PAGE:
Today under her watch, British Columbians are making choices about whether or not they can fill their gas tank, whether they can heat their homes, and we get that kind of an answer from the Finance Minister. It is no wonder that we are living in the most unaffordable jurisdiction in the country, bar none.

Let's be clear. The people who are leading in Canada are standing up today and calling for relief to the Finance Minister on home heating. Everyone, including the NDP Premier of Manitoba, is taking this issue seriously, and by that Finance Minister's answer, apparently she and the Premier are not.

Will she get up, do the right thing today and finally listen to British Columbians who are asking for relief from the crushing carbon tax? Let's see if the Finance Minister can answer that with a yes or no.

Hon. K. Conroy: I thank the member for her question, but here's some reality for the member opposite.

I mean, let's talk about what the Leader of the Opposition said about cutting carbon tax, which is exactly what they're asking us to do — cut the carbon tax. Let me quote their leader….


[2:10 p.m.]

Mr. Speaker: Members. Okay, Members, let's hear the answer. Let's hear the answer, Members, now.

Hon. K. Conroy: Oh, there are so many quotes I could give.

Anyway, the opposition's leader said it would be a terrible mistake that will cost people more. I mean, I think he'll just say anything to get elected. The opposition leader's….


Mr. Speaker: Members.

Please continue.

Hon. K. Conroy: Thank you, Mr. Speaker.

Actually, the opposition leader's plan, it doesn't help people with gas prices. It subsidizes big oil, which they were just complaining about. It subsidizes big oil, and it'll cost more….


Hon. K. Conroy: Oh my goodness. I just don't want to yell that loud.

Mr. Speaker: Members. Opposition Members, you are wasting your own time.

The minister will continue.

Hon. K. Conroy: What they're proposing, Mr. Speaker, will actually cost people more, and it'll actually cut services, services that people depend on in this province, which is what they did when they were first elected in 2001, but they seem to forget that.

What we should ask them is: what services are they going to cut? Are they going to cut hospital? Are they going to cut services to education? There are so many things that we need to have answers from them. What are they going to cut?


S. Furstenau: Wow. I will say: do you know who is not suffering from an affordability crisis right now? Multinational oil and gas companies that are raking in record-breaking profits, companies that this government is supporting with subsidies.

While British Columbians pay $65 a tonne for carbon tax, LNG Canada pays only $30 a tonne. This government is giving LNG Canada a sweetheart deal of subsidies to the tune of $62 million a year. Strike 1.

The International Energy Agency just announced that demand for all three fossil fuels — coal, oil and gas — will peak in 2030 and then start to decline, a glaring reminder that LNG is bad for the climate and for the economy. Strike 2.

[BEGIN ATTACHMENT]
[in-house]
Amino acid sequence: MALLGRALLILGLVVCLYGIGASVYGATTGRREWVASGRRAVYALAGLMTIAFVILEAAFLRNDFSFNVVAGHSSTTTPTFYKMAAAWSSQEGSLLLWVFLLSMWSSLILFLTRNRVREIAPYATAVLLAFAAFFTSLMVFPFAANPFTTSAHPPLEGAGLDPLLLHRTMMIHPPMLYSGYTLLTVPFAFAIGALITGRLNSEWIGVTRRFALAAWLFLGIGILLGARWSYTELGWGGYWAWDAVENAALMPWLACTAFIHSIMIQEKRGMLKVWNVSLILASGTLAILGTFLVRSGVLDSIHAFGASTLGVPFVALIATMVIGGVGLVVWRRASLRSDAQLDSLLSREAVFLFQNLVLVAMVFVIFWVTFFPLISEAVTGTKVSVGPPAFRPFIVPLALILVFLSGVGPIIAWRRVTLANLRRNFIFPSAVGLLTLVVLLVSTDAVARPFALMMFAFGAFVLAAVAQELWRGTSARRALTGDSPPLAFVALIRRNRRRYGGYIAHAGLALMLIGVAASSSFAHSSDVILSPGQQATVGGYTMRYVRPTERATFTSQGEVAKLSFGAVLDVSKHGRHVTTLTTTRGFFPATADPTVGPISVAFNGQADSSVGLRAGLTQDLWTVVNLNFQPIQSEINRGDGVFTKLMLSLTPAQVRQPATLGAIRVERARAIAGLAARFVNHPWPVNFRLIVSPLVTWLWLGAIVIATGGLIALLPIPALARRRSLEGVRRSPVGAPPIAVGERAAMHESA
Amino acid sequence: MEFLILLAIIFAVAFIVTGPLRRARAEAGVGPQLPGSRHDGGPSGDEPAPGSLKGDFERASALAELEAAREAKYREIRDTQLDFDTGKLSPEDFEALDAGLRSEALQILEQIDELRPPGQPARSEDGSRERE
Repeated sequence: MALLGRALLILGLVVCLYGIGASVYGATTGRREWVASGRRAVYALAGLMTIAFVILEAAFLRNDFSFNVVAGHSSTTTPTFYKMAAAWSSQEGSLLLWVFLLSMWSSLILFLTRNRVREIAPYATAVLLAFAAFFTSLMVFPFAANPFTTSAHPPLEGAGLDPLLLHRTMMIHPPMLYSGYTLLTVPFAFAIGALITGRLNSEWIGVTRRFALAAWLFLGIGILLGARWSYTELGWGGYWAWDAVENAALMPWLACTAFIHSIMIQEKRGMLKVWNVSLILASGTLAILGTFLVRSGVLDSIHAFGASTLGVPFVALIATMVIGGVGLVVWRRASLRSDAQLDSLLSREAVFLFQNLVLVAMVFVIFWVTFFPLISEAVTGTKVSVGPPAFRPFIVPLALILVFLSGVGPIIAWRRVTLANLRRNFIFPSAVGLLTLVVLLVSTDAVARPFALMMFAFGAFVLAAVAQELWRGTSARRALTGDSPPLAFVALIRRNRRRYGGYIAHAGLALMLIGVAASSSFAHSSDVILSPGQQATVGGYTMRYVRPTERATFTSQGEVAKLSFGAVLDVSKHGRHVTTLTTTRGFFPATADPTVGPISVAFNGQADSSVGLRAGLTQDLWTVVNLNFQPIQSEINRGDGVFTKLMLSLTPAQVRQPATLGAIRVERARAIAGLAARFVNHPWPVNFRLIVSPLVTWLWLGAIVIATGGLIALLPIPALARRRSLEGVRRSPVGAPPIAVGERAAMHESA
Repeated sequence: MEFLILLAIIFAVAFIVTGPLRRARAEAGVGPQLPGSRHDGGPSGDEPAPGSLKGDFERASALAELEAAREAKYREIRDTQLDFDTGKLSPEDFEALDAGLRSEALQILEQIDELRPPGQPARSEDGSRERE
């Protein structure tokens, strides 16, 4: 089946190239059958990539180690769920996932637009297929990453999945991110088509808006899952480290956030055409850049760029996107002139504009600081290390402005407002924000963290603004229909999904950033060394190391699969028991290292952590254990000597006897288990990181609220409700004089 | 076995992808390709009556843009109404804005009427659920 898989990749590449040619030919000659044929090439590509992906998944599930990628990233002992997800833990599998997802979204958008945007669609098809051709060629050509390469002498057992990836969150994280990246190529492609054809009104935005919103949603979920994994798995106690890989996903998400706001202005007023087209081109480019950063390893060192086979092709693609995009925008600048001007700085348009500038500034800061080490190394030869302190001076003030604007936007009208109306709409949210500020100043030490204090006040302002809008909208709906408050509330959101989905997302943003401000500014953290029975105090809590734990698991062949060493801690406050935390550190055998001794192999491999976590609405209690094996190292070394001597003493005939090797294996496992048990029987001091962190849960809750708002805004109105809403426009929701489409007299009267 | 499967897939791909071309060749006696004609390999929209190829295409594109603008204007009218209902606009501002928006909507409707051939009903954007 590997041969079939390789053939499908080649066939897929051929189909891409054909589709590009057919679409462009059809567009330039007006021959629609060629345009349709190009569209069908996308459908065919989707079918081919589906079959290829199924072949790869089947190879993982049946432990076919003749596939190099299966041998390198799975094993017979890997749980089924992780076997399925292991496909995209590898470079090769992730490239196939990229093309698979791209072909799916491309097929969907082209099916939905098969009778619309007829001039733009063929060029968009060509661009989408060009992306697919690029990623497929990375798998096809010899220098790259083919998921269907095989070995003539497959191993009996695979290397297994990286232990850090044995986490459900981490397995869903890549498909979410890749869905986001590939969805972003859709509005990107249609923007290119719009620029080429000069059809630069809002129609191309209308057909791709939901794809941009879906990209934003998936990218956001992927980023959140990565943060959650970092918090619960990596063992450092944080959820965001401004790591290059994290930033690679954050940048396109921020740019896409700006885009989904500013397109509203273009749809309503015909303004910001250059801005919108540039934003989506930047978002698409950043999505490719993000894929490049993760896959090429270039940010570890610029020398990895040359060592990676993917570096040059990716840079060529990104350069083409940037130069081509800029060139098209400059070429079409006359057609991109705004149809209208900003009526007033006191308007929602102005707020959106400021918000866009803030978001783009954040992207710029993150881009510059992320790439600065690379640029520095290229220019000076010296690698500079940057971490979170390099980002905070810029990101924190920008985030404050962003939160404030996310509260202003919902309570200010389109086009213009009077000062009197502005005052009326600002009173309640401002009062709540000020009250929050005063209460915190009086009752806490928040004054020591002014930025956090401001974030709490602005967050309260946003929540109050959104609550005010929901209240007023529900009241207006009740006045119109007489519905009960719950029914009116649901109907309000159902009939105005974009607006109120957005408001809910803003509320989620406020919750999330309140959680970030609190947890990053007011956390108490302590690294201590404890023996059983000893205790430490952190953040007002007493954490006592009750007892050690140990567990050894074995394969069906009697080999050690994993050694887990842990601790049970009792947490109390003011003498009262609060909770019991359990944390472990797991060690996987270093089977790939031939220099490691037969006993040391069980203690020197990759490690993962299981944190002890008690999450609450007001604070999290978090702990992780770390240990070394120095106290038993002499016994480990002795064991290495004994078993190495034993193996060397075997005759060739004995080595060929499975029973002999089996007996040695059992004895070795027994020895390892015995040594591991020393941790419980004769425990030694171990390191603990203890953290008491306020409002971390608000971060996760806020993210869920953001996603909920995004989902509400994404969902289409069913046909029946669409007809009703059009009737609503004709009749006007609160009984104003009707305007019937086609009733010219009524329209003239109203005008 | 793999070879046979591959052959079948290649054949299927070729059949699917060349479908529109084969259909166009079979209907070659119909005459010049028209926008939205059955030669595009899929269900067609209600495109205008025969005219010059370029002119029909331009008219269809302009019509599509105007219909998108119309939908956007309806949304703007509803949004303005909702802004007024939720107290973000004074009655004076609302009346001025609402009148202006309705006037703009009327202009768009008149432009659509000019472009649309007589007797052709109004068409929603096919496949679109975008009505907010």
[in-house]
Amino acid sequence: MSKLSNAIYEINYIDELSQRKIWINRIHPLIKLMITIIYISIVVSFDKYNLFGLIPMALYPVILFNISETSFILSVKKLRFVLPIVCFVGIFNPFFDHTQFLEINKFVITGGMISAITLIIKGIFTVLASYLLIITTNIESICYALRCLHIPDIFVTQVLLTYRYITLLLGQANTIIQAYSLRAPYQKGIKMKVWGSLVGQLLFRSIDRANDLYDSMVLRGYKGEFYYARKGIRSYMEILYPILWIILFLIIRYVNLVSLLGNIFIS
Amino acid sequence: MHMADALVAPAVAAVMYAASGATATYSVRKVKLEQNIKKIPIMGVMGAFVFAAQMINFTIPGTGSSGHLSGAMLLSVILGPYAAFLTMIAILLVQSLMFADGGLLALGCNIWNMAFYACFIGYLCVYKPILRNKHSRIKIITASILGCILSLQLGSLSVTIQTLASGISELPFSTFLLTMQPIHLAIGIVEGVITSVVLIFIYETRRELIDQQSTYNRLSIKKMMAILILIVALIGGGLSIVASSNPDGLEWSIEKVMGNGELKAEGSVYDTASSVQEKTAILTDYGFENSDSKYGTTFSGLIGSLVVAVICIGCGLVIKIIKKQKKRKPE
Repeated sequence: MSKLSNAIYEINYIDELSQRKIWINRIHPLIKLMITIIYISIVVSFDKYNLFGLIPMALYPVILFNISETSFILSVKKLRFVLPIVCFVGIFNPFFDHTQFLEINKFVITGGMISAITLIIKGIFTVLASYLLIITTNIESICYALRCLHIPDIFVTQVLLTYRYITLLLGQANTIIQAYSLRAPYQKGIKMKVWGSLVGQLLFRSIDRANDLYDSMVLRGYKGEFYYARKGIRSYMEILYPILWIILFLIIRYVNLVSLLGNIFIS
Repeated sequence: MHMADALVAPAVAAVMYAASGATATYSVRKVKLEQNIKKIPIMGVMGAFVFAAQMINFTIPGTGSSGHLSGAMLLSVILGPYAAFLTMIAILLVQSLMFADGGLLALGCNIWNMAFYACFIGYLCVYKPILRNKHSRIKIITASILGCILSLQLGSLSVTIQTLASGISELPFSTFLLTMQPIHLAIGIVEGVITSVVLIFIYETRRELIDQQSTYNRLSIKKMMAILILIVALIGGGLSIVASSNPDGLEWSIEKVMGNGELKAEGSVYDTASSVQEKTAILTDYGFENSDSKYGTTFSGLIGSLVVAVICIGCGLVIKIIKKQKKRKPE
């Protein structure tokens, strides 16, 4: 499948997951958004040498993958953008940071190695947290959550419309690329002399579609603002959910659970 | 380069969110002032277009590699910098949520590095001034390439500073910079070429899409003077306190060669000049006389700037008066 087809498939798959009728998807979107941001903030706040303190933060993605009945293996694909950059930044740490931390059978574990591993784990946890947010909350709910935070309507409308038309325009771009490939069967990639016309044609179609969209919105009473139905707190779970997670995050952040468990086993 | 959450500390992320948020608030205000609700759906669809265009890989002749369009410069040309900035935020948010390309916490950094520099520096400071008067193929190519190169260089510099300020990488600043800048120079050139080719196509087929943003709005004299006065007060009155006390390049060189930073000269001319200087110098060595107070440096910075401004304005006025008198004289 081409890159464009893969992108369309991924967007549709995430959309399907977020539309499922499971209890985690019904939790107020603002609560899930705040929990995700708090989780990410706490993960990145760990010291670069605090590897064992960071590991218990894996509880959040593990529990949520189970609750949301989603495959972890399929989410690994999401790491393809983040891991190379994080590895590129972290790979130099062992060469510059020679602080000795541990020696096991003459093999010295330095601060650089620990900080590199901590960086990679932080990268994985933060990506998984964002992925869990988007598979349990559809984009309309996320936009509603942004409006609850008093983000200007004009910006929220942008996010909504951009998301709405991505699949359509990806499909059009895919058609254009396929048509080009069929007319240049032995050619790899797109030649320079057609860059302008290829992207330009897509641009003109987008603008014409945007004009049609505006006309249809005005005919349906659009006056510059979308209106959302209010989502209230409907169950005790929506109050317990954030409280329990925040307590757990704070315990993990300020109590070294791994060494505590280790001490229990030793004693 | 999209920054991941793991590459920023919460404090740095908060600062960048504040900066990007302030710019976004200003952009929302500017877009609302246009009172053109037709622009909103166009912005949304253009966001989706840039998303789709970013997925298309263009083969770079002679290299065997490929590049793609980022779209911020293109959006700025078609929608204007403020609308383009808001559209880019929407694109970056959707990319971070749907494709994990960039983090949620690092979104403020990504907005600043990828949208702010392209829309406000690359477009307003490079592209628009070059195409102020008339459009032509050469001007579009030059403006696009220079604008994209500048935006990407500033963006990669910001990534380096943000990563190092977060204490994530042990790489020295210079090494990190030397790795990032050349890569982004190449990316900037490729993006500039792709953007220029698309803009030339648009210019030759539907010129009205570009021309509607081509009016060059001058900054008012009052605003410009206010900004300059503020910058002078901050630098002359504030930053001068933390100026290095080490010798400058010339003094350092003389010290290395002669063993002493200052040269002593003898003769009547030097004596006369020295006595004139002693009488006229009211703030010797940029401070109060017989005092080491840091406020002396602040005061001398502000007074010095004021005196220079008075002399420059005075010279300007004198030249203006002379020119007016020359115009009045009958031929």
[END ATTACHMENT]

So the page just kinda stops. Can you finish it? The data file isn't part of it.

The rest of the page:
New analysis from one of the world's premier methane scientists finds that LNG is worse for the climate than coal, contrary to the province's position that LNG will help displace coal in China and lower global emissions. Strike 3. Turns out, LNG is not good for the climate, not good for British Columbians' pockets and not good for the long-term economic security of this province.

My question is to the Premier. Will the Premier reverse the decision to give massive subsidies to Shell, Petronas, PetroChina, Mitsubishi Corp. and KOGAS?

Hon. R. Kahlon: I thank the member for the question.

As people at home can see, we hear one day from one side: too much. We hear from the other side: not enough. What we try to do as a government is to ensure that we balance the needs of British Columbians, make sure that we can continue to have investments flow to British Columbia and, at the same time, be a leader in protecting our environment.

We are lauded as leaders in North America for the action we're taking on climate change. I give credit to the member across the way for being part of the strategy that we brought in place to make sure that happens. We're going to continue to do that work, but while we're doing that work, we're going to continue to support families.

Recently the federal government has made a decision. Again, we've said many times in this House that we believe the decision was not thought out. We believe that they need to reconsider their decision.

The Premier said it, the minister responsible for Energy, Mines and Low Carbon Innovation has said it, and we continue to say that we want Canada to come to the table and engage us on a conversation about how we move forward.

Mr. Speaker: Leader of the Third Party, supplemental.

S. Furstenau: I guess that was a no, hon. Speaker.

There were 14 standing votes in which the B.C. Greens, by the way, disagreed with the giant subsidy that went to LNG Canada, so do not suggest that we agreed with them on anything like that.

This government claims to care about climate and affordability, but they have created this atrocious deal with the oil and gas industry. While British Columbians are struggling to pay their hydro bills, the LNG sector gets discounted rates on electricity to the tune of $90 million to $106 million per year.

[2:15 p.m.]